Dear Agony Aunt,

I don’t understand my grandchildren anymore. They are so busy being online that the language they use in the real world is full of terminology I can’t grasp and they talk about things I have no idea about. I wouldn’t care if it weren’t for the fact that I don’t think I can relate to them anymore. How can I learn their language? Am I too late to join the digital world?




To start, there are two types of people that exist in today’s world: digital natives and digital tourists. Digital natives are those that have grown up using technology in almost every element of their lives, ever since they uttered their first word (which was most likely ‘iPad’).

Digital tourists, on the other hand, are people that grew up without technology and have had to learn about it. Whereas the natives know everything inside out, the tourists wait at the outskirts surrounded by how-to guides and barely functioning ‘iPod Classics’.

But don’t fret Henry – being a digital tourist is not the end of the world. A digital tourist can very easily blend in with the digital natives with a little bit of practice! The best thing for any tourist to do is to simply explore the digital world. Once you get past the rude stuff, the inane amount of cat videos on YouTube (you’ll see) and the parody news websites, you’ll start to learn the digital language and get a little bit closer to the natives.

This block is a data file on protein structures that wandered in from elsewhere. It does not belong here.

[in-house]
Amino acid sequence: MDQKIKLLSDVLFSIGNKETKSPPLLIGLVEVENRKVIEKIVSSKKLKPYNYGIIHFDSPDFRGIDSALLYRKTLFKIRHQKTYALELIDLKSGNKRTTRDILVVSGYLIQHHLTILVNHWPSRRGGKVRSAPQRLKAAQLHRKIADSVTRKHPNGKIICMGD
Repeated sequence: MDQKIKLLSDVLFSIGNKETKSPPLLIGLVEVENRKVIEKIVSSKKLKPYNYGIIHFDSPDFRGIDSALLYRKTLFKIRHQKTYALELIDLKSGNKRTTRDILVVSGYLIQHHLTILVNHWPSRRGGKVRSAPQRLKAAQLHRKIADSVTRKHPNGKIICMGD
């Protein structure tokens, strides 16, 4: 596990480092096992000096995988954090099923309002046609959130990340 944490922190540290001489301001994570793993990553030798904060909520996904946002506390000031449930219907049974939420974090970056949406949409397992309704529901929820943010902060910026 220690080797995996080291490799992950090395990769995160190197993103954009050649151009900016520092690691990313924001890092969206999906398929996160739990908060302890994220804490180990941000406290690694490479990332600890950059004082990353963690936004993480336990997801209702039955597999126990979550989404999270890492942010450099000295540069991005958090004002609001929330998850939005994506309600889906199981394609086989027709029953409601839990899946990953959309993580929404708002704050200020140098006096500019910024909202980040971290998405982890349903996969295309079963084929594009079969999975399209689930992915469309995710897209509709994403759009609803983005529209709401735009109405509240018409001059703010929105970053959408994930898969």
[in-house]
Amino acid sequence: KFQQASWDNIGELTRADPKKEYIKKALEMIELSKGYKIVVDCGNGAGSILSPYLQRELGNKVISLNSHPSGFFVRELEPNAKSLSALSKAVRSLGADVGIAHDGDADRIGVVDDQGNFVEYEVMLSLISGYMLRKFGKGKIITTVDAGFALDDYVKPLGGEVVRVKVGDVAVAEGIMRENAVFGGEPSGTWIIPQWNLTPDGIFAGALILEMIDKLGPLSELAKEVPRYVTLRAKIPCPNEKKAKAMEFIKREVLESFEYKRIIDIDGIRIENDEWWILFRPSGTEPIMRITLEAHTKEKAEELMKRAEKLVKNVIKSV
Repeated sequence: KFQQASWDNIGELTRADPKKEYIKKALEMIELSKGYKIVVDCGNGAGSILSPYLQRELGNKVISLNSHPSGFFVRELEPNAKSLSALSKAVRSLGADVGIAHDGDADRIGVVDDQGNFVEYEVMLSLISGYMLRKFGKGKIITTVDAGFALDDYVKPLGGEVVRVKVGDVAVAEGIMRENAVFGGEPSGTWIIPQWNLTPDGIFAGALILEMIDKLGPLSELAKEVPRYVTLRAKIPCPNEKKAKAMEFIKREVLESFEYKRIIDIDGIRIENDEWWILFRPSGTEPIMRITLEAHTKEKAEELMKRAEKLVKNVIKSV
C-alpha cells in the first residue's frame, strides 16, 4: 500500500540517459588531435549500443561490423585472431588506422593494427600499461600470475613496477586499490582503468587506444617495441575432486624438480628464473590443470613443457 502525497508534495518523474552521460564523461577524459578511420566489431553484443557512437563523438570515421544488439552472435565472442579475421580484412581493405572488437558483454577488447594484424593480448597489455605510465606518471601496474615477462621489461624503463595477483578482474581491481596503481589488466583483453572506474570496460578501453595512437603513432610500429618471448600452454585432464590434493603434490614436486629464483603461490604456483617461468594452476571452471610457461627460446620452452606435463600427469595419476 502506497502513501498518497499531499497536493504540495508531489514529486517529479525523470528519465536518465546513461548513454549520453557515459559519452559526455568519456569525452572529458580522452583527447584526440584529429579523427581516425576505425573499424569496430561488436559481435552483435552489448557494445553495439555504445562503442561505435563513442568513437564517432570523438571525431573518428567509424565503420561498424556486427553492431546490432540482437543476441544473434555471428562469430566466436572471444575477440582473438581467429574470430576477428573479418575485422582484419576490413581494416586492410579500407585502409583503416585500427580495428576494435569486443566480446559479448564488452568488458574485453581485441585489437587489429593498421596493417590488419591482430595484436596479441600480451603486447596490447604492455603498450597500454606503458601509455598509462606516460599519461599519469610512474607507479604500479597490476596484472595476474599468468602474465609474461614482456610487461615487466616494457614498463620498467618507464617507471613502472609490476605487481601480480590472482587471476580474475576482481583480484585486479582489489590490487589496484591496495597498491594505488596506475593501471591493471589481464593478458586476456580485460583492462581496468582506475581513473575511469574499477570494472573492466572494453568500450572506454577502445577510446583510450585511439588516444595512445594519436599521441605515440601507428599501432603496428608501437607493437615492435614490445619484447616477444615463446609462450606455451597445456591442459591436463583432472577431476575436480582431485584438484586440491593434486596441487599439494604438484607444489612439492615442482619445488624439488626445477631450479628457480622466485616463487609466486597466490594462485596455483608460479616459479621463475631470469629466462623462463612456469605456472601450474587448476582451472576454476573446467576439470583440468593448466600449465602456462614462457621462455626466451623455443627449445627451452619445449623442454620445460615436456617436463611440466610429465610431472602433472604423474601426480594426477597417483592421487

Don’t spend another day thinking ‘Facebook’ is an online autobiography seller. Look it up through Google, find out what a social media site actually is, sign up and give it a go. The chances are a lot of people you know have already given it a shot. And don’t not use any of the ‘apps’ on your phone because you don’t understand them – give them a go to!

When it comes to technology, always have the attitude to ‘learn by doing’. You’ll end up picking up far more than you would probably realise this way, and before you know it, you’ll fit right in with your little natives in no time.

To continue the ‘learn by doing’ mantra, use YouTube – not merely for animal videos (seriously, you’ll see), but as a guide for anything you need to know. You’d be surprised how many people take time out of their lives to record little tutorials on just about everything and put them onto the site. Whether it’s how to build to shed, or an explanation of what Twitter is, there will be one (thousand) videos there for you.

Being a tourist seems difficult. It can alienate you from native relatives / friends. All you can do is try and embrace what they find so natural, and before you know it… your days of being a tourist will be over. You’ll understand the language, get the gadgets and dig the digital. Best of luck!

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